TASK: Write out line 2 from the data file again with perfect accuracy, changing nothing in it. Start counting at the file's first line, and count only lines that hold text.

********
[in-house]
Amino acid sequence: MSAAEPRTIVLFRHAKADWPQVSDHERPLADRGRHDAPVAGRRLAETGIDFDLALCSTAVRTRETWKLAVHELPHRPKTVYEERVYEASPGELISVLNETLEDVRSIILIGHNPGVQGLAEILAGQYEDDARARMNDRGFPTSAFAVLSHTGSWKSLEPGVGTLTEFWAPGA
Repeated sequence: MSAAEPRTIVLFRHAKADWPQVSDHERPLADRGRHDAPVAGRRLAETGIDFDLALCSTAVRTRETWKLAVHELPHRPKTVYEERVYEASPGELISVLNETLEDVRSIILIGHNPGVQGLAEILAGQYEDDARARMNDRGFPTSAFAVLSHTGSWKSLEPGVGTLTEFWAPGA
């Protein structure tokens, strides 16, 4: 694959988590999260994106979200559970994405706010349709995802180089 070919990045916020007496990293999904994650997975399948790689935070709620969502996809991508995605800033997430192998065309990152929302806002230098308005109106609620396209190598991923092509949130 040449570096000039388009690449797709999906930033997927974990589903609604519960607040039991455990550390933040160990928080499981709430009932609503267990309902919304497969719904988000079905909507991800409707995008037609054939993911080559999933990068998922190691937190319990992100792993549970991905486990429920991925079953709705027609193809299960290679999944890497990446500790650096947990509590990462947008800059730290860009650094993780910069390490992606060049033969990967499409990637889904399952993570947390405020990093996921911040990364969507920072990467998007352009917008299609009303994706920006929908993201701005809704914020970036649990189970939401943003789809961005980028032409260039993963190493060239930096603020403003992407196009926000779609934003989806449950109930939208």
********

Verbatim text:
Amino acid sequence: MSAAEPRTIVLFRHAKADWPQVSDHERPLADRGRHDAPVAGRRLAETGIDFDLALCSTAVRTRETWKLAVHELPHRPKTVYEERVYEASPGELISVLNETLEDVRSIILIGHNPGVQGLAEILAGQYEDDARARMNDRGFPTSAFAVLSHTGSWKSLEPGVGTLTEFWAPGA